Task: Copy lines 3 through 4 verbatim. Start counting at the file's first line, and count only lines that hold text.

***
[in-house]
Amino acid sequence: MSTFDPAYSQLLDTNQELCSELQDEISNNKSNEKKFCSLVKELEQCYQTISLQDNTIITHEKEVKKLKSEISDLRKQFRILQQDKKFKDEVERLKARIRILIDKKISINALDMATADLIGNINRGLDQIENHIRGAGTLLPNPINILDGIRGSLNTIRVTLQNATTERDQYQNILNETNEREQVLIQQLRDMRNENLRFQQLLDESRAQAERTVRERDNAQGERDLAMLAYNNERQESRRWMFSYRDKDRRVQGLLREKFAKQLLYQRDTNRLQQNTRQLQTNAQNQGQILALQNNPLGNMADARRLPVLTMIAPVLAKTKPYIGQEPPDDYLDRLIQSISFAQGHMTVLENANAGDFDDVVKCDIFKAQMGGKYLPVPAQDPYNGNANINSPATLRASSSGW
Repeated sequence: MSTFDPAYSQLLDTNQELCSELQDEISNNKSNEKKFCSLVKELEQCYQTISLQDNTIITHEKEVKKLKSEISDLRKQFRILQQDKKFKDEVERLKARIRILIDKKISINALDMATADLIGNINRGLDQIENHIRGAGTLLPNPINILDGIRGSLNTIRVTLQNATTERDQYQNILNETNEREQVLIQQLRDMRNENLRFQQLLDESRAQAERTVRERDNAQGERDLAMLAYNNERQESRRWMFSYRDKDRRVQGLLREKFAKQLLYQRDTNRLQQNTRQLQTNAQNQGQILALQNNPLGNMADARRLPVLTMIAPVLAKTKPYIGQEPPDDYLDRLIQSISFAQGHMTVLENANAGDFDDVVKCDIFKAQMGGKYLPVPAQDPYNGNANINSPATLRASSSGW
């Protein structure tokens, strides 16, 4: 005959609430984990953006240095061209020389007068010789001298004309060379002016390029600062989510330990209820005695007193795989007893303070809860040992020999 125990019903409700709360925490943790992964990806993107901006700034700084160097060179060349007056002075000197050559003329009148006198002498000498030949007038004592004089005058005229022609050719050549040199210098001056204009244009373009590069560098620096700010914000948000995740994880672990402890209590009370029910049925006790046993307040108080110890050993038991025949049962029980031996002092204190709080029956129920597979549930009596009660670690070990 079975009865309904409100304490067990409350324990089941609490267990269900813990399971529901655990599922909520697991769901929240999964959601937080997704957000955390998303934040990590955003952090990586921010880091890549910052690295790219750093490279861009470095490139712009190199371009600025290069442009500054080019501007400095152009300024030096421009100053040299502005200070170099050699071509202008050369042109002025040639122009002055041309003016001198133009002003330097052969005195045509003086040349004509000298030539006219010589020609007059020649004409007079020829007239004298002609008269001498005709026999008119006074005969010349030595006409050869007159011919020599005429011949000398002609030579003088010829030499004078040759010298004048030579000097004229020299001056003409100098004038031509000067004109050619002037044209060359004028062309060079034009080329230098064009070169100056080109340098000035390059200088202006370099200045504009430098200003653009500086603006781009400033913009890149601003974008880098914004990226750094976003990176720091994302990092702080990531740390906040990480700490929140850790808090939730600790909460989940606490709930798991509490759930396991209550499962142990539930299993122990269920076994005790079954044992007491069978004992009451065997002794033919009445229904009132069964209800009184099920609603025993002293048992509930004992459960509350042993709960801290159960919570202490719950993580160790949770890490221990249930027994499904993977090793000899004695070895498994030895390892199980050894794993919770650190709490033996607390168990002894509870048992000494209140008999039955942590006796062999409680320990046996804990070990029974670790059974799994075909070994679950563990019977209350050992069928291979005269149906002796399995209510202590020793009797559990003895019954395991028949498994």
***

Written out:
Repeated sequence: MSTFDPAYSQLLDTNQELCSELQDEISNNKSNEKKFCSLVKELEQCYQTISLQDNTIITHEKEVKKLKSEISDLRKQFRILQQDKKFKDEVERLKARIRILIDKKISINALDMATADLIGNINRGLDQIENHIRGAGTLLPNPINILDGIRGSLNTIRVTLQNATTERDQYQNILNETNEREQVLIQQLRDMRNENLRFQQLLDESRAQAERTVRERDNAQGERDLAMLAYNNERQESRRWMFSYRDKDRRVQGLLREKFAKQLLYQRDTNRLQQNTRQLQTNAQNQGQILALQNNPLGNMADARRLPVLTMIAPVLAKTKPYIGQEPPDDYLDRLIQSISFAQGHMTVLENANAGDFDDVVKCDIFKAQMGGKYLPVPAQDPYNGNANINSPATLRASSSGW
């Protein structure tokens, strides 16, 4: 005959609430984990953006240095061209020389007068010789001298004309060379002016390029600062989510330990209820005695007193795989007893303070809860040992020999 125990019903409700709360925490943790992964990806993107901006700034700084160097060179060349007056002075000197050559003329009148006198002498000498030949007038004592004089005058005229022609050719050549040199210098001056204009244009373009590069560098620096700010914000948000995740994880672990402890209590009370029910049925006790046993307040108080110890050993038991025949049962029980031996002092204190709080029956129920597979549930009596009660670690070990 079975009865309904409100304490067990409350324990089941609490267990269900813990399971529901655990599922909520697991769901929240999964959601937080997704957000955390998303934040990590955003952090990586921010880091890549910052690295790219750093490279861009470095490139712009190199371009600025290069442009500054080019501007400095152009300024030096421009100053040299502005200070170099050699071509202008050369042109002025040639122009002055041309003016001198133009002003330097052969005195045509003086040349004509000298030539006219010589020609007059020649004409007079020829007239004298002609008269001498005709026999008119006074005969010349030595006409050869007159011919020599005429011949000398002609030579003088010829030499004078040759010298004048030579000097004229020299001056003409100098004038031509000067004109050619002037044209060359004028062309060079034009080329230098064009070169100056080109340098000035390059200088202006370099200045504009430098200003653009500086603006781009400033913009890149601003974008880098914004990226750094976003990176720091994302990092702080990531740390906040990480700490929140850790808090939730600790909460989940606490709930798991509490759930396991209550499962142990539930299993122990269920076994005790079954044992007491069978004992009451065997002794033919009445229904009132069964209800009184099920609603025993002293048992509930004992459960509350042993709960801290159960919570202490719950993580160790949770890490221990249930027994499904993977090793000899004695070895498994030895390892199980050894794993919770650190709490033996607390168990002894509870048992000494209140008999039955942590006796062999409680320990046996804990070990029974670790059974799994075909070994679950563990019977209350050992069928291979005269149906002796399995209510202590020793009797559990003895019954395991028949498994």